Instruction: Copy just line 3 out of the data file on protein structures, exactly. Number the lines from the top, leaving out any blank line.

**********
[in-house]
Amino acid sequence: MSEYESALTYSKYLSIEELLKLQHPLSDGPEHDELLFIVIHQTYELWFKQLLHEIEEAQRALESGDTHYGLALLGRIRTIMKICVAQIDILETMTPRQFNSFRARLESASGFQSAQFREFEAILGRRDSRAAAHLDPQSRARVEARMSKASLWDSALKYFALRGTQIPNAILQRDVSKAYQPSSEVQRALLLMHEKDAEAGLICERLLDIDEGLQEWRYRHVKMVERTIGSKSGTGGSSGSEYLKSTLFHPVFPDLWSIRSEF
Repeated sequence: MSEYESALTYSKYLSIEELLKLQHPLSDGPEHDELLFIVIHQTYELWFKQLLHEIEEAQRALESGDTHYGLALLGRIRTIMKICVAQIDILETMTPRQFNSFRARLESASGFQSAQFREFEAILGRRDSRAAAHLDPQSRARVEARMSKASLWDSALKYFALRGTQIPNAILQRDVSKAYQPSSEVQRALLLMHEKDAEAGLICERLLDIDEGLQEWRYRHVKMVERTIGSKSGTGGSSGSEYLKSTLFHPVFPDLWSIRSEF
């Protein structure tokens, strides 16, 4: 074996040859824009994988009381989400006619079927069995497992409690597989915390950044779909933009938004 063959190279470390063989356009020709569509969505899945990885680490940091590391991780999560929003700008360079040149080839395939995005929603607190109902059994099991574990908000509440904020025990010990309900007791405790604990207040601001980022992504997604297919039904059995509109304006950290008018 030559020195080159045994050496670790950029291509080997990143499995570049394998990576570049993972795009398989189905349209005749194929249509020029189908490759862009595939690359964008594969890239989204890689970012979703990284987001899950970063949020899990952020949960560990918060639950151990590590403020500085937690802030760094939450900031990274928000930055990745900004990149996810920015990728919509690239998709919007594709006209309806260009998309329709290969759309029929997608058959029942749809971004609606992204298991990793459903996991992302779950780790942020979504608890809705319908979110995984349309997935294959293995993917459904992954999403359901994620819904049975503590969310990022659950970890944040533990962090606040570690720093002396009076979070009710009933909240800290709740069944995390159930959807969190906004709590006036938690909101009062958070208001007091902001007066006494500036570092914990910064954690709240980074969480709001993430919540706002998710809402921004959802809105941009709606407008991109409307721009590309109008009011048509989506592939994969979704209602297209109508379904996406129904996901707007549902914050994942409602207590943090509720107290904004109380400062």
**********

Repeated sequence: MSEYESALTYSKYLSIEELLKLQHPLSDGPEHDELLFIVIHQTYELWFKQLLHEIEEAQRALESGDTHYGLALLGRIRTIMKICVAQIDILETMTPRQFNSFRARLESASGFQSAQFREFEAILGRRDSRAAAHLDPQSRARVEARMSKASLWDSALKYFALRGTQIPNAILQRDVSKAYQPSSEVQRALLLMHEKDAEAGLICERLLDIDEGLQEWRYRHVKMVERTIGSKSGTGGSSGSEYLKSTLFHPVFPDLWSIRSEF